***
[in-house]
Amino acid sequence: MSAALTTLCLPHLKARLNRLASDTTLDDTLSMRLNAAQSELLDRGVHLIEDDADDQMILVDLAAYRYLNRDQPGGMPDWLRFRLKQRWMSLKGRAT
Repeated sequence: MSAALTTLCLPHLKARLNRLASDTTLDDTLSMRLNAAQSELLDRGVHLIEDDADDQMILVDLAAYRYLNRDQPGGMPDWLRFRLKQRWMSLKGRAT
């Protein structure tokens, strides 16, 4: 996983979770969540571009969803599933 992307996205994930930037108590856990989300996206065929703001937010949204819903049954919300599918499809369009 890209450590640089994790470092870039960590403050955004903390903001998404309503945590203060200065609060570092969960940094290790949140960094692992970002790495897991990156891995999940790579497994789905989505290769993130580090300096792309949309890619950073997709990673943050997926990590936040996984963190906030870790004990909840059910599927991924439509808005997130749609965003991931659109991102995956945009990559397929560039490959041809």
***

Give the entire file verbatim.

[in-house]
Amino acid sequence: MSAALTTLCLPHLKARLNRLASDTTLDDTLSMRLNAAQSELLDRGVHLIEDDADDQMILVDLAAYRYLNRDQPGGMPDWLRFRLKQRWMSLKGRAT
Repeated sequence: MSAALTTLCLPHLKARLNRLASDTTLDDTLSMRLNAAQSELLDRGVHLIEDDADDQMILVDLAAYRYLNRDQPGGMPDWLRFRLKQRWMSLKGRAT
């Protein structure tokens, strides 16, 4: 996983979770969540571009969803599933 992307996205994930930037108590856990989300996206065929703001937010949204819903049954919300599918499809369009 890209450590640089994790470092870039960590403050955004903390903001998404309503945590203060200065609060570092969960940094290790949140960094692992970002790495897991990156891995999940790579497994789905989505290769993130580090300096792309949309890619950073997709990673943050997926990590936040996984963190906030870790004990909840059910599927991924439509808005997130749609965003991931659109991102995956945009990559397929560039490959041809």